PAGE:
Right then, I knew we’d found the perfect person to work with us. Wahid was funny and smart and a quick study. He would be with us every day on multiple trips to Afghanistan. We came to count on him, value his judgment, and treasure his friendship.

Dan and I had talked about trying to bring Wahid back with us and helping him to get an education, knowing he would face a tough life if he stayed in Afghanistan. On our last day there, we asked him if he wanted us to try. Wahid answered in an instant: “Everyone wants to come to America.”


Getting him to Dallas was not easy. It required filling out countless forms, and signing written contracts of support and responsibility, along with making dozens of phone calls to the American embassy in Pakistan. We contacted SMU, and the school generously offered a half scholarship based on Wahid’s grades from school in Kabul. We tried to soothe his family’s fears. His mother, who had watched too many old westerns, was particularly worried about all the guns in Texas.

I can only imagine how hard it had to be for him to board that plane in August 2002, leaving behind everything and everyone he’d ever known, headed for a city he’d never seen, to live with a family he knew little about. Wahid didn’t confess to any fears until much later. “I was really nervous,” he says. “I actually was. I didn’t know much about the culture. I’d been around Americans, but that was mostly with people who were older than me. When I got to school here, everybody was pretty much my age. They were very different from what I had experienced. I soon realized I knew very little about American life, and I had to learn so much so quickly. I didn’t even know who Elvis Presley was, much less anything about current music or clothes or culture.”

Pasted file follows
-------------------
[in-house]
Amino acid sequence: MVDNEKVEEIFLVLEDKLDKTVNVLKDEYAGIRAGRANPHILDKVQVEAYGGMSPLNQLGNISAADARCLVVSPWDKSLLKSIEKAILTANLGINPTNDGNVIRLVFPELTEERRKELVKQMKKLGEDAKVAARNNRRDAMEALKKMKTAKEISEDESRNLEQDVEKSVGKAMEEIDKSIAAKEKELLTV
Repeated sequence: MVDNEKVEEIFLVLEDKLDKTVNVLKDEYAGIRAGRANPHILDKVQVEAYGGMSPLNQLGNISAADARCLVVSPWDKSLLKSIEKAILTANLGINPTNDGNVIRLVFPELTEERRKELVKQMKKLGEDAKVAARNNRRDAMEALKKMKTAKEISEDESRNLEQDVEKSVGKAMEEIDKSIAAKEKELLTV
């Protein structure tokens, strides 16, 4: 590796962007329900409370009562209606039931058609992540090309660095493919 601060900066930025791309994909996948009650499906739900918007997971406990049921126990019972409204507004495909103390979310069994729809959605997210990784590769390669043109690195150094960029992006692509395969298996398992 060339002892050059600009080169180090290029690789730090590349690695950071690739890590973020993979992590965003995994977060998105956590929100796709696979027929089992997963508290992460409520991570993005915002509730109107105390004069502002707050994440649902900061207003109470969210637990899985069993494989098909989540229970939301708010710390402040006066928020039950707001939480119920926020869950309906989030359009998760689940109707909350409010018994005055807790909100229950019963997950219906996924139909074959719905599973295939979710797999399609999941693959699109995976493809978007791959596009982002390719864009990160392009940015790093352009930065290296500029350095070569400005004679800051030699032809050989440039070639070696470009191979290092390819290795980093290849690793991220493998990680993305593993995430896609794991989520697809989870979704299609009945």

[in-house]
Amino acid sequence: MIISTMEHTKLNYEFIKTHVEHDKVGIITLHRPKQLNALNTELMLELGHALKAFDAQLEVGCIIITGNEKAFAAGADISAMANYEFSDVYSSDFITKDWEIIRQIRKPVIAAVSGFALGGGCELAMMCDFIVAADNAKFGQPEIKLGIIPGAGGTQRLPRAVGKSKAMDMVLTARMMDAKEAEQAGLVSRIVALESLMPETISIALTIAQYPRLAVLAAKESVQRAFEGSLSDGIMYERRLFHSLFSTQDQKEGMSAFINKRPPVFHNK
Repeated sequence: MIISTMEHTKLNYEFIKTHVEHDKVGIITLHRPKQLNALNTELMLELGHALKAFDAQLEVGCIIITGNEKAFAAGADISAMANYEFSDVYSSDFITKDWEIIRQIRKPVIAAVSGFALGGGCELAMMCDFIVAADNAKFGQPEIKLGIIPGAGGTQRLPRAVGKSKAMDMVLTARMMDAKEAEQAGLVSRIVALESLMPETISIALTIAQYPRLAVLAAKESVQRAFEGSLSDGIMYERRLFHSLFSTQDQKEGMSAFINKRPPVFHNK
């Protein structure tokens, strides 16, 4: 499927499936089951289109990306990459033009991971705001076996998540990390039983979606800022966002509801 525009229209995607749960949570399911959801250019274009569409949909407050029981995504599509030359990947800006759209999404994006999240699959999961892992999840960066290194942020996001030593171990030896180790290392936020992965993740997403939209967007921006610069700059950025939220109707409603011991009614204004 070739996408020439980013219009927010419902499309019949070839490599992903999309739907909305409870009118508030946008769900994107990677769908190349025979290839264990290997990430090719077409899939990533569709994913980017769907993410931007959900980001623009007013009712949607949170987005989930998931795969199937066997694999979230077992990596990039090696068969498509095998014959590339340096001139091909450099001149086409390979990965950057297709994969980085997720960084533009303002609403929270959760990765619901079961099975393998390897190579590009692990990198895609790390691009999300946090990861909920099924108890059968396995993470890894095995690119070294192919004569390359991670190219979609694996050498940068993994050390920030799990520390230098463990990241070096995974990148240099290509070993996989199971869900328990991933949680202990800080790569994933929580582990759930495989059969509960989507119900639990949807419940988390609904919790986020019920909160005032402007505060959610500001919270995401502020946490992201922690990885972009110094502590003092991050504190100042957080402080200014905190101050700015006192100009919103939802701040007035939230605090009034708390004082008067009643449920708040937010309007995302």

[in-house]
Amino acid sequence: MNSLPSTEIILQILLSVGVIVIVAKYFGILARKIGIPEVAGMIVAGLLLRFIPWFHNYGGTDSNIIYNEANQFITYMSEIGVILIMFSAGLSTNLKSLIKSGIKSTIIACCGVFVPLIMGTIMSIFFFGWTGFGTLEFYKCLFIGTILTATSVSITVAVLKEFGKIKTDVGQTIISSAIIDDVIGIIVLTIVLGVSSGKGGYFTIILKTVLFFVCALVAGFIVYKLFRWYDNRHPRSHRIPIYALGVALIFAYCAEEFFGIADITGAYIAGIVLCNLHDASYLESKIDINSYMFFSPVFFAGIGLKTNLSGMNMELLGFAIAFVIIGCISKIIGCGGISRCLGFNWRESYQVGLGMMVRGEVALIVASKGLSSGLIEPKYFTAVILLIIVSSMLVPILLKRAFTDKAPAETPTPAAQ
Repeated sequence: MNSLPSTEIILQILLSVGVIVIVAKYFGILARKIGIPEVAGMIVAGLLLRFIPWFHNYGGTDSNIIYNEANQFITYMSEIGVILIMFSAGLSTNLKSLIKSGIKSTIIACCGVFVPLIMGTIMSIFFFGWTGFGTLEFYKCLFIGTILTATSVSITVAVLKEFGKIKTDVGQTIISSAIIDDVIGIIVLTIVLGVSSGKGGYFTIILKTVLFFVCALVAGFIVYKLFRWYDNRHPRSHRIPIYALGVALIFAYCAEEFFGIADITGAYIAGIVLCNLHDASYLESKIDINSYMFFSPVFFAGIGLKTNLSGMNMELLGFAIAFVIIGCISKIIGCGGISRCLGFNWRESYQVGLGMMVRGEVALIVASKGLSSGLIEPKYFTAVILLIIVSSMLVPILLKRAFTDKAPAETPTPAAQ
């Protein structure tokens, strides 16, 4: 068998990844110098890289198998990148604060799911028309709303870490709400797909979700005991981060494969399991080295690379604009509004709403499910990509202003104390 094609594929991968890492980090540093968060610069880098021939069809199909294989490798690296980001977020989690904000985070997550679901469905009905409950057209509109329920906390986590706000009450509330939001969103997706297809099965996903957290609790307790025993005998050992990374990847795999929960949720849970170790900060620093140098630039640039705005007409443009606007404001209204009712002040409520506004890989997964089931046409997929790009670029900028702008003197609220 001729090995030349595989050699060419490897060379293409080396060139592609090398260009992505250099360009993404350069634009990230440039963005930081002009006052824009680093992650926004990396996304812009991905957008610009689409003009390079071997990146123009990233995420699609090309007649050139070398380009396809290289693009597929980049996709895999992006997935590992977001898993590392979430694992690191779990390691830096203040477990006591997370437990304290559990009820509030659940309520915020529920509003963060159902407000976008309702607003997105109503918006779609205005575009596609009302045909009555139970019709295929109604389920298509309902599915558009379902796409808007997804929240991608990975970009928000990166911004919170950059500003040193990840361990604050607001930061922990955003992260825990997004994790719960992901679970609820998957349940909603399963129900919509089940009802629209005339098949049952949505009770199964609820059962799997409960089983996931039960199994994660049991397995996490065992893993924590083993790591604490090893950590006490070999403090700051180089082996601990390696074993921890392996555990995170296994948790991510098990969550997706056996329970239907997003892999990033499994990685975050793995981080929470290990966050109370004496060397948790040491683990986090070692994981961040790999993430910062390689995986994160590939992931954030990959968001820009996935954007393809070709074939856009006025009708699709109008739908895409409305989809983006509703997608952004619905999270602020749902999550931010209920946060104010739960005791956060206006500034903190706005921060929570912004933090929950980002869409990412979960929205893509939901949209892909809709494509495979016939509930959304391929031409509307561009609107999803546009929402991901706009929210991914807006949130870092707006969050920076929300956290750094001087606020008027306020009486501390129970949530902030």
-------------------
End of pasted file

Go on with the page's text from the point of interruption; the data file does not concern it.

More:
He was stunned when a restaurant hostess handed our little boy a coloring book and crayons before taking us to our table. “My God, Americans have thought of everything,” he said.

Some things were easy for him to adjust to, like the way American women dress. After a lifetime of living with women wearing burqas or headscarves, he came to a place where hot weather forced everyone into shorts. “I was just thrilled,” he says, “not uncomfortable at all. I loved it. But, then, I had seen clothing here in movies and on the internet. I knew what to expect.”

He had also expected America to be covered with skyscrapers, from coast to coast. He was happy to find that Dallas was more down-to-earth. But everything about life here was foreign to him. The plants and trees were unfamiliar, the air felt heavy and thick, and the rumble of thunderstorms sounded like artillery fire to him. He had to adapt to the constant hum of air conditioning and our oddly designed furniture. After watching my husband and me go back and forth every week about whose turn it was to mow the yard, Wahid took over what must have seemed to him a senseless task.

He marveled constantly about the ease and comfort, the organization and security that people here take for granted. He was stunned when a restaurant hostess handed our little boy a coloring book and crayons before taking us to our table. “My God, Americans have thought of everything,” he said.

Our near-worship of dogs was another revelation for him. Every day, carefully groomed canines marched up and down our street, led by proud owners who waited patiently as their little friends did their business—and then cleaned up after them and carried the crap away in little plastic bags. This would be beyond unimaginable in Afghanistan, where dogs are considered unclean. Worse still, we had dogs living inside our house. Sadly for Wahid, they loved him on sight and competed for his attention, rubbing up against him and begging for snacks. He was kind and patient with them, just as he was with our curious 5-year-old son, who spied on him relentlessly when his bedroom door was ajar.

None of our food tasted like anything he had grown up with, and some of it was downright scary. He found the seafood I loved repellent. When Wahid was served crab legs, he recoiled, as if he’d been handed a bib and a giant orange spider.

Eager to show him all that was available in Dallas during his first days here, and to seek out more familiar flavors, I took him shopping at Central Market. When I led him into the store, though, things didn’t go quite as I’d hoped. There was a live band playing. The cases of prepared food, beautiful cakes, fresh produce and fruit, flowers and candles and birthday cards and barbecue supplies, this glittering space packed with throngs of people pushing overflowing carts while pounding music blared—all of it, all at once, was overwhelming. By the time we reached the bakery, he was dizzy. He leaned against a gleaming glass display of cookies and cupcakes, tarts and tortes, and closed his eyes. He was reeling from jet lag, lack of sleep, unfamiliar surroundings, and overstimulation.